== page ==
Chris Smith: Well, hopefully ours is one that ordinary Christians want to read! Ecclesiology is not something that is talked about much outside of seminaries, and that’s a huge problem. One of our main goals was to write a book about ecclesiology, about the church, that ordinary church members would want to read and talk about with others in their church. Neither John nor I are pastors, church planters, or professional theologians. In fact, we say in the book’s introduction that we are “amateurs” in the root sense of that word, which implies doing something out of love for it. We love the church.
We hope Slow Church ignites a much-needed conversation about ecclesiology that is rooted where it matters the most: in our local churches. The community of God into which we’ve been called is a social reality. But our formation as Westerners—including the way we read scripture (for example, all those plural “you”s that we take as singular)—makes us uncomfortable talking about the church that way. I think though our book is a timely one: as modernity crumbles, people are hungry for community, for an alternative to the alienation and the isolation that we find ourselves in amidst a culture formed by centuries of individualism.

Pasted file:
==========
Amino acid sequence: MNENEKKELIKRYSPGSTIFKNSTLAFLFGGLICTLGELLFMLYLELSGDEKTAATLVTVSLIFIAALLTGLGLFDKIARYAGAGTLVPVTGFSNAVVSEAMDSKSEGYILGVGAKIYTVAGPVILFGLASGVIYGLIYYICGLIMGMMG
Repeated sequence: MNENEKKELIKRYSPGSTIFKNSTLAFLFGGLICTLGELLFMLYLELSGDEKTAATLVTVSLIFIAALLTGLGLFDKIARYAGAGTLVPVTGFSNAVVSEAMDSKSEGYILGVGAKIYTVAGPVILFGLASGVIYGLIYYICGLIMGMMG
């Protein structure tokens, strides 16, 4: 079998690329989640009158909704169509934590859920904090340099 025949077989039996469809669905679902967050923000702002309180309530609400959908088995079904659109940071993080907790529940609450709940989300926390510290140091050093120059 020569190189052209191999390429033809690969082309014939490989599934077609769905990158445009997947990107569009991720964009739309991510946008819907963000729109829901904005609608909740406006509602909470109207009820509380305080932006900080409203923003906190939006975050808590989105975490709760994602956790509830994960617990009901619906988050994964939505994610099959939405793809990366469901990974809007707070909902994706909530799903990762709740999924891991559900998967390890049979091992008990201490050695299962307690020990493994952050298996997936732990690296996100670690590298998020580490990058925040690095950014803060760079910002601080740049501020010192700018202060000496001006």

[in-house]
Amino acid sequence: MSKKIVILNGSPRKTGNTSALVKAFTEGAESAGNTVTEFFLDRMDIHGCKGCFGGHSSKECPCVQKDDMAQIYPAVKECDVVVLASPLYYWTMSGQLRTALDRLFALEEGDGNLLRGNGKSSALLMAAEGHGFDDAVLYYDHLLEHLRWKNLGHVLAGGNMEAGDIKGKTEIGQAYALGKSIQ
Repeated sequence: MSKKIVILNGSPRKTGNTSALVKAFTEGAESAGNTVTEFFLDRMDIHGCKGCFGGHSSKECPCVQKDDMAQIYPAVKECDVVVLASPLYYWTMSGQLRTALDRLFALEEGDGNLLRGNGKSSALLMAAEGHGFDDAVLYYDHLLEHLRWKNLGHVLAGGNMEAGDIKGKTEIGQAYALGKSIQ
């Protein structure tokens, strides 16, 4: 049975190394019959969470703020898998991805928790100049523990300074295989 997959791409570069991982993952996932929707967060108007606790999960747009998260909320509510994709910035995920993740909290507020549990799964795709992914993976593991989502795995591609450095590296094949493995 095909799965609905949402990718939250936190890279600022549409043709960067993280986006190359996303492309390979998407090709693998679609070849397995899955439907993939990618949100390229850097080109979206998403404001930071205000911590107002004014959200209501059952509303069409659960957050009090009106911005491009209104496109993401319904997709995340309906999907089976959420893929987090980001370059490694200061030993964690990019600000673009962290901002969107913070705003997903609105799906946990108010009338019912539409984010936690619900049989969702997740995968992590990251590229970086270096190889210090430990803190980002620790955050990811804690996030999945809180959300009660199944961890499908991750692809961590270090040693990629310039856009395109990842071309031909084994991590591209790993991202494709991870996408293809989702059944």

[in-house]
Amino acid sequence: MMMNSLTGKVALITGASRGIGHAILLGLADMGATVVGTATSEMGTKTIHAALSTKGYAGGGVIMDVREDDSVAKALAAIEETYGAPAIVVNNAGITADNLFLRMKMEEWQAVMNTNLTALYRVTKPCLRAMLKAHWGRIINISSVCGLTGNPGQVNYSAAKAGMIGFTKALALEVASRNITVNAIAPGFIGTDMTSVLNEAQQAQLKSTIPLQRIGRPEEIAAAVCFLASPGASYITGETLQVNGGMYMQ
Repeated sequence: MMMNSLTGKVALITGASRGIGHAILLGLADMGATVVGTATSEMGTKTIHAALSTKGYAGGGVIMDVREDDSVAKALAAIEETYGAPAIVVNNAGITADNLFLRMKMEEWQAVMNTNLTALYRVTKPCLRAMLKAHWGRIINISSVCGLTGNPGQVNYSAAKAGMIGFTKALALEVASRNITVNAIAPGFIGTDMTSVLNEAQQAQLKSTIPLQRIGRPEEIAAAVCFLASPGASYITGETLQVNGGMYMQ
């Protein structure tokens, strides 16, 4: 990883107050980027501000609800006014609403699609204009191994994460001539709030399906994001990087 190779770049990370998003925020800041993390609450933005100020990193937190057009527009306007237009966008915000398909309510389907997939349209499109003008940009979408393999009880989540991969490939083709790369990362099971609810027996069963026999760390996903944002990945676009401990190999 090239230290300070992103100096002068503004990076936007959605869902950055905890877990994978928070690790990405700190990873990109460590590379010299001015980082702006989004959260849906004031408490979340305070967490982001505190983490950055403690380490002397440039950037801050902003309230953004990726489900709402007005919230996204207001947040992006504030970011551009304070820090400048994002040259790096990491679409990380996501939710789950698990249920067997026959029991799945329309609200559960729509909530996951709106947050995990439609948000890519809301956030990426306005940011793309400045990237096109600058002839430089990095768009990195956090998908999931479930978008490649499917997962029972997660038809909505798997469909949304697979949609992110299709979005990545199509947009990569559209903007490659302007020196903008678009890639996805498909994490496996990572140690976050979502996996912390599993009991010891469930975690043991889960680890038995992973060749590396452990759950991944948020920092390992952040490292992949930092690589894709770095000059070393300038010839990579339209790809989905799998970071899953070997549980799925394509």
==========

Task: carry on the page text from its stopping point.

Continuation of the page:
Give us two or three insights from the book that would be helpful to Christians.
Chris Smith: First, and most importantly, church matters! Local communities of Christ’s followers gathered in their particular places—these are at the heart of what God is doing in the world. Church isn’t just a building or a Sunday morning service, a place we go or an event we attend to get spiritually recharged. From Israel, to the apostles, to Pentecost, and to the present day, God is gathering a people who in their life together bear witness to the good news of God’s reconciling love.
And a church is more than its pastors or the sum of its leadership. As Paul emphasizes in 1 Cor. 12 and elsewhere, every person has a role to play in the functioning of the local Body, and gifts that facilitate that role. If we believe God is reconciling all things, then there is room for the gifts and skills of everyone—not just pastors and musicians and Sunday School teachers (as important as these are), but also plumbers and entrepreneurs and artists and real estate agents and professors and everyone.